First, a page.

“When we studied five contrast agents, only iopamidol transformed into a toxic substance during disinfection, but iopamidol is also the most widely used.” said Plewa.

And as their adventure in science continued, Plewa and his team learned that their theory of how iopamidol was transformed was, in fact, wrong. Instead, they discovered it was a very different mechanism, which opened a door to new information. They were able to identify a molecule associated with these toxic chemicals that inhibits an enzyme involved in cellular metabolism. This molecule could be contributing to neurological diseases, like Alzheimer’s, or to birth defects.

“There’s much about this that we still don’t understand,” said Plewa, and he defers to medical researchers to make any direct health connections.

Despite decades of research on drinking water disinfection by-products, Plewa sees water disinfection as the greatest public health achievement of the 20th Century. “Lincoln’s children died of water-borne disease. Before the advent of water disinfection in 1908, water borne disease and death was common in the U.S. With water purification we have dramatically reduced the risk of acute disease.

“But since 1974, we’ve also identified over 600 disinfection by-products, which is maybe only 50 percent of what’s in the water,” he added. “And of these, we’ve analyzed only a few. It makes sense to identify the most toxic chemicals and modify the disinfection process to reduce their presence. The goal is to make good drinking water better.”

Illinois-Indiana Sea Grant is a part of University of Illinois Extension and Purdue University Extension.

Peoria stormwater issue reaches a tipping point

June 7th, 2016 by

Forty people gathered in a conference room at the Peoria Riverfront Museum on a snowy January day. Artists, activists, public officials, union representatives, academics, and retirees were there to participate in the first of several planning workshops. They were taking a hard look at the city they call home, and imagining the city they would like it to become.

“The potential is so amazing, its geography, its natural and cultural history,” said Anthony Corso, Peoria’s chief innovation officer and director of the Innovation Team that helped organize the meeting. “It’s a sad state we’re in right now, but with the right motivations we can change direction.”

Corso was charged with addressing one of the most pressing issues Peoria has: combined sewer overflow. When a wet-weather condition arises and rain and melting snow overwhelm the system, this can result in raw sewage dumping into the Illinois River.

The problem, which for years has plagued the city, is being closely watched by the United States and Illinois Environmental Protection Agencies. The message the agencies gave the city was clear: Develop a plan to fix it.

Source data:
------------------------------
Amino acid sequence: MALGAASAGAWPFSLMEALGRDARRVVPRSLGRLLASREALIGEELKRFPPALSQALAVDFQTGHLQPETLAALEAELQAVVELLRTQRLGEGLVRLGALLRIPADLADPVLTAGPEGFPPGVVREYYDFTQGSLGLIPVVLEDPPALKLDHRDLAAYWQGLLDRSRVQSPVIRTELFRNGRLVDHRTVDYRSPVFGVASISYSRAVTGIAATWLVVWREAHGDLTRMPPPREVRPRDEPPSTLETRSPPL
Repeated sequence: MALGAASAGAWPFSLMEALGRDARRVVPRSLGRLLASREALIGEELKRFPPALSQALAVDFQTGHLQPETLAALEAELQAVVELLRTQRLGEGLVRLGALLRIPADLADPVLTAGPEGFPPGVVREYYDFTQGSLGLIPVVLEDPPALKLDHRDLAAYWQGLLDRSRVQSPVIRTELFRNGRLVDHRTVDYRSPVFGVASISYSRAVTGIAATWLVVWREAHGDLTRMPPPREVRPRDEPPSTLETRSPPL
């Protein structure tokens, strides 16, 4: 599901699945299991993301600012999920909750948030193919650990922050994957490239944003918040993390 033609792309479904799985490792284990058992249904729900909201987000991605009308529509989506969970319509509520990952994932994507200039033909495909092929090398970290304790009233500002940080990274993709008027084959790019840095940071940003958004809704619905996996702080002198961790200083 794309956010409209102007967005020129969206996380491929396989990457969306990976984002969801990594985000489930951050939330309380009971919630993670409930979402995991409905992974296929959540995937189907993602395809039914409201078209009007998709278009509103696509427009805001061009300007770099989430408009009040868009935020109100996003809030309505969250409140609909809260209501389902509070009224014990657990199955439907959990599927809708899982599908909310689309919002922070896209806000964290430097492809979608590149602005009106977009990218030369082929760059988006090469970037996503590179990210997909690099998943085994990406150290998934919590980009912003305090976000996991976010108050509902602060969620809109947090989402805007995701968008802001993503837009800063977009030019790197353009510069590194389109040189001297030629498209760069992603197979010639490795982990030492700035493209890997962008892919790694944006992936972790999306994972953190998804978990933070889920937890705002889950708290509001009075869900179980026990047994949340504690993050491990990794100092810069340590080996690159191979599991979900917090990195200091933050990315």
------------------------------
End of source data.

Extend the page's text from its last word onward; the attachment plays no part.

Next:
Kara Salazar, IISG sustainable communities Extension specialist, introduces Tipping Points to Peoria.

Kara Salazar, sustainable communities Extension specialist with IISG, led that visioning session workshop using a complex, web-based planning tool, Tipping Points and Indicators. The tool is a collaboration of 22 scientists and nine institutions. It compiles research from around the Great Lakes that identifies impacts on water quality from multiple land uses—agriculture and urban—in various locations, particularly near lakes and streams.

Tipping Points uses data to help communities and planners understand how close their watershed is to ecological thresholds and what the watershed will look like if land-use decisions continue on the same course. Cross a tipping point, and you risk not being able to rehabilitate an impacted region.


Peoria Innovation Team members, from left, project managers Kathryn Shackelford and Kate Green and director Anthony Corso along the Illinois River

Before this Peoria project, Tipping Points had not been used on such a heavily urbanized location. Purdue PhD student Jingqiu Chen studied the impacts urbanization has on water quality and developed an additional modeling tool specifically based on Peoria’s stormwater issues. The tool’s ultimate goal is to help communities determine the best way possible—ecologically and economically—to maintain and restore healthy water conditions.

“Peoria has an issue they’re trying to resolve and there are very costly solutions to it, but we’re helping them explore alternatives that are less costly and would provide other environmental benefits as well,” said Dr. Bernie Engle, Purdue department head of Agricultural and Biological Engineering leading the project with Jingqiu Chen.


One way to do that is green infrastructure, which can include parks and open spaces, or installing more porous surfaces. Each of those choices will have positive and negative effects on the community and the goal is to pick the suite that match community values.

The city’s goal is to resolve its problem with 100 percent green infrastructure. If the plan is successful, Peoria would be the first in the nation.

Tipping Points is helping Peoria figure out not only what environmental variables need attention, but how to go about choosing among the many green infrastructure options. The program is so targeted, it can, for instance, even help a community like Peoria set aside land for agritourism or rehabilitate wildlife populations.

Peoria will be getting lots of help along the way. University of Illinois Extension and Illinois Water Resources Center will offer guidance to the city to do its part in addressing the state’s ongoing nutrient loss reduction strategy as well as provide education opportunities.

“We plan to help residents of all ages learn how to manage stormwater in a different way by showing them what they can do—even in their own homes,” said Eliana Brown, IISG stormwater specialist. “They have an opportunity to be part of the stormwater solution that will help protect the Illinois River.”

This story appears in the latest edition of  The Helm.

Illinois-Indiana Sea Grant is a part of University of Illinois Extension.

Case Study: Algonquin, Ill. saves money while it conserves water

March 3rd, 2016 by

Municipalities throughout Illinois have been making determined efforts to conserve water though policy changes, education, outreach, and water-loss reduction strategies. The Illinois Section of the American Water Works Association (ISAWWA) Water Efficiency Committee and IISG assembled seven case studies from the ISAWWA Water Saver award applications to highlight water efficiency achievements.